“Lets check out Barbeque Madness at Waterloo” Mysaucepan enthuse on this dreary Saturday afternoon.
“What’s that?” I ask. “BBQ sets going for crazy prices?”
“It’s BBQ stalls hosted by restaurants and it’s happening all over Sydney, it’s part of Crave Sydney’s International Food Festival in October” she explains.
“And I like the sound of the one in Waterloo, it has some of my favourite cafes and restaurants”, she adds.
“How’s that different from all the awesome BBQs that we cook at home?” I wonder.
“These ones showcase the food of many cafes and restaurants and you can sample different dishes at the same time, you may get a nice piece of steak too!” she tries to entice me.
The weather on this first Saturday of October 2012 is a little gloomy with intermittent drizzles and among about a dozen participating restaurants are East Ocean Restaurant with a selection of dim sims and deep fried squid and Dank Street Depot with their cafe fare.
“It’s actually raining now” I say as I look around the crowd of people, kids and die-hards queuing up for a lamb shoulder roll and paella.
“Why don’t we swing by the fish markets and grab some seafood for a BBQ at home instead?” I suggest.
The Sydney Fish Market is a one-stop paradise for seafood lovers and after a wash-out at BBQ Madness, Mysaucepan is craving for some BBQ seafood.
“I’m getting a delicious home-cooked BBQ after all” I chuckle to myself.
“How about some scampi”, she asks.
“Whatever you like, sweet”, I say happily.
There are many different types of cooked prawns and one of my favourite ways is to dip them into some wasabi mixed with light soy sauce, pretty much how you would eat sushi and sashimi.
Since our dinner at 4 Fourteen where the freshly shucked oysters came without that briny seawater, I have been thinking of shucking my own oysters at home and at last, I get a chance to do so.
Most of the seafood retailers at the Sydney Fish Market will sell unshucked oysters at $1 off their retail price for a dozen.
My first thought is the guy that shucks the oysters – is that what he gets paid, $1 for every dozen oysters that he shucks? That’s only $20 for shucking 240 oysters!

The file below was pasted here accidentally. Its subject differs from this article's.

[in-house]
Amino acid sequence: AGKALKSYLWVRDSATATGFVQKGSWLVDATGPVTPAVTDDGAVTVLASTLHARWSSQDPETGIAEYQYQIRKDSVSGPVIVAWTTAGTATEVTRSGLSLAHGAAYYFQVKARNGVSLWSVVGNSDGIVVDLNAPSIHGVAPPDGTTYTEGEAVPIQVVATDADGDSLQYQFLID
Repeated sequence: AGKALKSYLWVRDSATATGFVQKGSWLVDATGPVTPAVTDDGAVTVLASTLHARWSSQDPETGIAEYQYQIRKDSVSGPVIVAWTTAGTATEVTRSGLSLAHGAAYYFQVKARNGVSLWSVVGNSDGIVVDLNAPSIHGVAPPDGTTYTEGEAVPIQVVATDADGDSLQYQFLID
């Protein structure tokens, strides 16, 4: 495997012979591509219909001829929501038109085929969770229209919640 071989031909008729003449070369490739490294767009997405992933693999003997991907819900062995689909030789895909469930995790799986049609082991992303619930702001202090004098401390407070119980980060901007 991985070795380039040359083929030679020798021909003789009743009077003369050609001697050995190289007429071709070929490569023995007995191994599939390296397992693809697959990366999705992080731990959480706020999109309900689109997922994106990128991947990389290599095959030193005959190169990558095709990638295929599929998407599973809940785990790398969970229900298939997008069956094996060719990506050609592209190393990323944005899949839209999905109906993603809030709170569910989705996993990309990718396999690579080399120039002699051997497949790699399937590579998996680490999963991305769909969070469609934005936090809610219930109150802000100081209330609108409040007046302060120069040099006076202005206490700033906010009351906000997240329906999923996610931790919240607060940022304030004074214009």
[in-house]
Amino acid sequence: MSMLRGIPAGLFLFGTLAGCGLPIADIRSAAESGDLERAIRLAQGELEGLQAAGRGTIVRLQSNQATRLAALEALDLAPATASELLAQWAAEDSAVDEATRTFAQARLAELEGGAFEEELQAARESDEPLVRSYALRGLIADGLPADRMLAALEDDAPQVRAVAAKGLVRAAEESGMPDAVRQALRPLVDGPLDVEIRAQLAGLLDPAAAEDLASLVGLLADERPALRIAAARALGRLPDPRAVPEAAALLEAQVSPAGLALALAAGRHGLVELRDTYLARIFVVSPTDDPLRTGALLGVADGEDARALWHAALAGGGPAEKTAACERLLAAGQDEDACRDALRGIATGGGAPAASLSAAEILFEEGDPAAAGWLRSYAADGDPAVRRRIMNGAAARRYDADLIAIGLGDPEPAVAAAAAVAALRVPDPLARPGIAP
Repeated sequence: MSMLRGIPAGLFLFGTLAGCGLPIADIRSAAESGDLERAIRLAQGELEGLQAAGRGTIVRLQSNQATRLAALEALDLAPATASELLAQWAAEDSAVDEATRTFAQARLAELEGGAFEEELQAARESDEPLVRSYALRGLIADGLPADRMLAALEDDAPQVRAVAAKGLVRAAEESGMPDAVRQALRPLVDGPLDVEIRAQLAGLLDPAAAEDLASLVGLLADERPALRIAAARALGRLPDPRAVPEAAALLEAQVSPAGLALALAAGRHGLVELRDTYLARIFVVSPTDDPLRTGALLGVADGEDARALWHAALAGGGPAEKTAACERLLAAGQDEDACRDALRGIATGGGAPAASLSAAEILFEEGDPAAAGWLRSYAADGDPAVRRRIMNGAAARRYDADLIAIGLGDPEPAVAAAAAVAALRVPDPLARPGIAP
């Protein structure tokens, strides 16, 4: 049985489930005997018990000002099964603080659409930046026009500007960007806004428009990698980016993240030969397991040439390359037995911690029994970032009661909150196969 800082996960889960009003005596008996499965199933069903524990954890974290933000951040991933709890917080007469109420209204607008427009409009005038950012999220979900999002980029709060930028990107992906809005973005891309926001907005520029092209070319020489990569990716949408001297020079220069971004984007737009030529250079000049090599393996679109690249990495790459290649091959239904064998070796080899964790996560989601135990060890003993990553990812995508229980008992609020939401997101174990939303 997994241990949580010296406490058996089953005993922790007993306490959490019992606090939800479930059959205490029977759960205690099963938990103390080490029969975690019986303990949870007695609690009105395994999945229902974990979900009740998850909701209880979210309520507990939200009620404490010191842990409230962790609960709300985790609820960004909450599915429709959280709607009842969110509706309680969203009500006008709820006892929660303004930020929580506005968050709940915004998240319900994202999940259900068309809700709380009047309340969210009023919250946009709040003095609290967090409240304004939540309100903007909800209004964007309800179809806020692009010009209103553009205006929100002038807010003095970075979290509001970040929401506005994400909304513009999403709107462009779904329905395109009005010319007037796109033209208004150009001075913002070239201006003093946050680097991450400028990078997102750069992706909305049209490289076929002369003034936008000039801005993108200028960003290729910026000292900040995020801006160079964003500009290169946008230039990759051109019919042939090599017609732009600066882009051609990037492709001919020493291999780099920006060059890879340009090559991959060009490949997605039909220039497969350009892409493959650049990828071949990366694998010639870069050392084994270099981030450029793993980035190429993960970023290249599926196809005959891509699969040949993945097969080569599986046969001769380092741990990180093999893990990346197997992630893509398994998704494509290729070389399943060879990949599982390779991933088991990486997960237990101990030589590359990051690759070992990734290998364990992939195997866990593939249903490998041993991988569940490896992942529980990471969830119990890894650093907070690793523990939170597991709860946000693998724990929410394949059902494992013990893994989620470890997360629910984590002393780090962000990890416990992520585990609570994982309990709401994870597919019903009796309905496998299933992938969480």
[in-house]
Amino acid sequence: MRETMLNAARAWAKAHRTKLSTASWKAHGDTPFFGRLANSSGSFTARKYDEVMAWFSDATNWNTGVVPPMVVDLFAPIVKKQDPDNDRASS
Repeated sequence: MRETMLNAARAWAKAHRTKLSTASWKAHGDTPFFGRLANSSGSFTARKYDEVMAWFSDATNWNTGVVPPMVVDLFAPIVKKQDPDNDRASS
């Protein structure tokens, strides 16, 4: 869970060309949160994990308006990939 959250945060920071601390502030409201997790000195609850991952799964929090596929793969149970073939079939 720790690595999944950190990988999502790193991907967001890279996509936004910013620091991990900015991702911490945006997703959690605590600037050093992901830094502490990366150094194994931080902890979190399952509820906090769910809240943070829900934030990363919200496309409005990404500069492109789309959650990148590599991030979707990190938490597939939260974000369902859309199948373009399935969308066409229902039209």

All freshly shucked oysters are required by New South Wales Food Authority, the State’s food regulatory body, to be rinsed with fresh water. This is a food safety and health procedure in an attempt to remove and minimise the risks of contaminated seawater.
For tonight, I just want to slurp up all that briny, salty, seawater from my oyster shucking efforts at home (See instructions on How to shuck fresh oysters below).
I know these oysters are fresh from the super firm hold on the top lid when shucking them. It is so fresh that I can see each oyster wriggle when I add a few drops of Tabasco sauce and a squeeze of lemon juice. It is no wonder that the majority of fresh oysters in European cities like Paris are shucked to order and come with its natural brine unlike fresh oysters in Australia.
An aged 2000 Petaluma riesling which I have kept for 14 years is golden honey in colour. Rounded and subtle on the nose, it is a limey partner with the fresh oysters.
Scampi is actually the Italian plural for scampo but is used interchangeably English for this prawn-like seafood. It is sometimes called langoustine in restaurants.
We bought nine medium sized scampi which weighed 360gms in total and cost about $13. I think this same dish at a restaurant would easily set you back $40, whatever little cooking it requires.